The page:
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On Age and Attitude: Part 3


Fine wine, Scotch, cigars, patina on fine furniture, cheese…just a few things that come to mind when you think of what gets better with age. In our modern western culture, people are generally not included on that list.

Our physical-self seems to deteriorate. Our faces gain lines. (Those lines start out looking like a roadmap in the desert west, and end up in the east where the roads get more concentrated and convoluted.)

Our hair changes colors. Those colors start out looking like a spring sunrise or polished hardwood, and end up looking like a winter sky.

Our boobs sink. They start out looking like wine glass bowls, and end up looking like a tube socks with golf balls in them.

Our joints hurt. They start out like a colt, running everywhere just for fun, and end up like a desert tortoise, moving only if it has to.

Our eyes quit seeing. They start out with clear pictures, and end up having to ask the server how much the bill is.

Our rapier wit seems to dull. It starts out as quick as a teenager’s smart-ass retort, and ends up like a search through the hard drive trying to bring up the name of the gal you were JUST introduced to.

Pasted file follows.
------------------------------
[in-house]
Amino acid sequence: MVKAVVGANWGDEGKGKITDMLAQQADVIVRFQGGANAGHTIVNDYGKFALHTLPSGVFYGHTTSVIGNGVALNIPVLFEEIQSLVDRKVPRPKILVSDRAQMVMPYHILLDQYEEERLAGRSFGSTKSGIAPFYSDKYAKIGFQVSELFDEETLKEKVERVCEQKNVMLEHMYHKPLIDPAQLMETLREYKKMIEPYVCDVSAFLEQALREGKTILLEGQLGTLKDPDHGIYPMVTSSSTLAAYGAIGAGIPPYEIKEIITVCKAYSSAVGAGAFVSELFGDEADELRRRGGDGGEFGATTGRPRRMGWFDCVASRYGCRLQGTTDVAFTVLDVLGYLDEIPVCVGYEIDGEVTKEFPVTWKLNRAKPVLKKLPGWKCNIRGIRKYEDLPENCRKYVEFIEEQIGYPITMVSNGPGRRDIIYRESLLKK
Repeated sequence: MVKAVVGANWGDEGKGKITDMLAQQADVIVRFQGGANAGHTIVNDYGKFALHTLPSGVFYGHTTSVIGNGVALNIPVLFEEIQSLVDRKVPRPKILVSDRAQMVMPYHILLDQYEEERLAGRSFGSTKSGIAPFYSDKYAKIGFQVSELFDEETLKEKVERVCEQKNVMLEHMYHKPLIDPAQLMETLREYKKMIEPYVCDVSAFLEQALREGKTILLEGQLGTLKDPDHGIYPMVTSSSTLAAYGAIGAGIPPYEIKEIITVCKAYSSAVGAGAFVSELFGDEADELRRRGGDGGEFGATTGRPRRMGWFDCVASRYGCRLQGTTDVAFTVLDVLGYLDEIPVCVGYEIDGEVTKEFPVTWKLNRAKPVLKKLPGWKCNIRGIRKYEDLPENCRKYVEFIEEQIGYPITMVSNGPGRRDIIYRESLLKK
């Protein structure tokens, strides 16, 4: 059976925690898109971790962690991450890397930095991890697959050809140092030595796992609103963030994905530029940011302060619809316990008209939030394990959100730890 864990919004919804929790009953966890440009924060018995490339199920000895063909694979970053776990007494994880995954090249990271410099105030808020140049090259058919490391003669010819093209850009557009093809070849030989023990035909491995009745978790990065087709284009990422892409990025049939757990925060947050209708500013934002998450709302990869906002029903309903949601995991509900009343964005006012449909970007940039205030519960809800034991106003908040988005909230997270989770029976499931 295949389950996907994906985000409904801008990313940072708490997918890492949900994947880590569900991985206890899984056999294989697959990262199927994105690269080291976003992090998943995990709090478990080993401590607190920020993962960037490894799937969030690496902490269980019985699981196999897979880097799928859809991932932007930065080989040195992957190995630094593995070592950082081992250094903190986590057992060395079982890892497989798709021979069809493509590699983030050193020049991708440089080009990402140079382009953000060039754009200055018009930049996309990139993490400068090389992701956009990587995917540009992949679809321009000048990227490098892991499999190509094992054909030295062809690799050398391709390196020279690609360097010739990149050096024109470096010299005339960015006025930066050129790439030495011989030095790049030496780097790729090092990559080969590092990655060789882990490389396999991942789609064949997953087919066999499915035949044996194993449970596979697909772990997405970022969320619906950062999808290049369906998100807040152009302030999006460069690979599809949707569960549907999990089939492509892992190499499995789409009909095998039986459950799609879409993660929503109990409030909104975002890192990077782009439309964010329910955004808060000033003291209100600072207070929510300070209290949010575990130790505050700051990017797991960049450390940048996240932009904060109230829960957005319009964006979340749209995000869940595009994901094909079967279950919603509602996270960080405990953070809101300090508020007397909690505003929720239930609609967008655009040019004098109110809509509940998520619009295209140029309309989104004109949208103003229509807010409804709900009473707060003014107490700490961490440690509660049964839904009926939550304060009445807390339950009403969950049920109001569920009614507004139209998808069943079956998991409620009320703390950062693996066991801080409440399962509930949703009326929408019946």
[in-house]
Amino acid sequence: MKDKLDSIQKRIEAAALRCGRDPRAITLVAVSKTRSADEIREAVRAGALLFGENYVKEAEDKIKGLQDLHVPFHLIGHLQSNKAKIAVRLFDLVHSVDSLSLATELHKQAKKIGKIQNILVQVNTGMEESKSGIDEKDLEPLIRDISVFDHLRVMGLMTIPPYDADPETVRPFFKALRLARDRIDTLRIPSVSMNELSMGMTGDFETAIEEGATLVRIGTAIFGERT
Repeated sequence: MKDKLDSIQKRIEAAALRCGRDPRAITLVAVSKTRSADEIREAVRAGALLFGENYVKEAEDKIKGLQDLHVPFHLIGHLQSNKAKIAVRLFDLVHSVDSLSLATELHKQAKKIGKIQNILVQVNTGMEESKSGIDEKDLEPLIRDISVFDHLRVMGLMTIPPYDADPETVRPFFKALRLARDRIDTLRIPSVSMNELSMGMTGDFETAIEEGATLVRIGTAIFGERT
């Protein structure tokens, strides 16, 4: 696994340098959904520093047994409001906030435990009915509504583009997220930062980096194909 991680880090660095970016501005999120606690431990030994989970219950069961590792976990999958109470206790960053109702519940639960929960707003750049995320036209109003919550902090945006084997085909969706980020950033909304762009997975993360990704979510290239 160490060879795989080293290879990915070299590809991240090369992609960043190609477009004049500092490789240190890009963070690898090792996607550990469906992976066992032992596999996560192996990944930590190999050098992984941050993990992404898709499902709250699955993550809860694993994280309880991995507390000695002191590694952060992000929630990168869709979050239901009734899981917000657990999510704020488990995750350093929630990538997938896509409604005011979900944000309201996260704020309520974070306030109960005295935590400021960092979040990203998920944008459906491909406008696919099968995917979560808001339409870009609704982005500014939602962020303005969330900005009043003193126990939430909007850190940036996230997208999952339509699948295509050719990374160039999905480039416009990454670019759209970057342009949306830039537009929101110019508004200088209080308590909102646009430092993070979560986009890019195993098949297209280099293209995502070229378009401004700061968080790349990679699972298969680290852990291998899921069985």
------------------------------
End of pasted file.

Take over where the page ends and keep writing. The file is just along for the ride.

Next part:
Although these changes seem profoundly unfair, our real self is getting better and better. Through life’s experiences, we gain friendships and memories, wisdom and a sense of self. We get to decide what is important and what is trivial. We get to travel and visit other places and cultures, adopt beliefs that sing, and discard thoughts that are discordant. We get to love and lose, win and laugh, create and destroy, cry and hurt, wound and forgive.

All of these give us the palette to paint a more colorful portrait of ourselves every day, week and year we participate in life.  Sisters on the Fly has created a culture within a culture, where women of every adult age get to share. We get to embrace a Sister as they age like fine wine or copper. We get to sit at the knee of our more experienced Sisters and learn from their wisdom, their struggles, their wins, and their memories.

We get to hand down the lessons we’ve learned from a life lived fully to the girls who are younger. We have a bond created in a shared love of the outdoors, activity, laughter, and friendship that transcends yet embraces age.

That bond allows girls to feel ageless as they shove their boobs into a bra in order to get them back to where they belong, as they grab their readers to see the check, and as they enjoy a girl-talk with someone a generation and a half behind or ahead of them; the difference in age not seeming to matter, except in that it offers the younger wisdom and the older validation.

Told by Christa Branch, Sister #883


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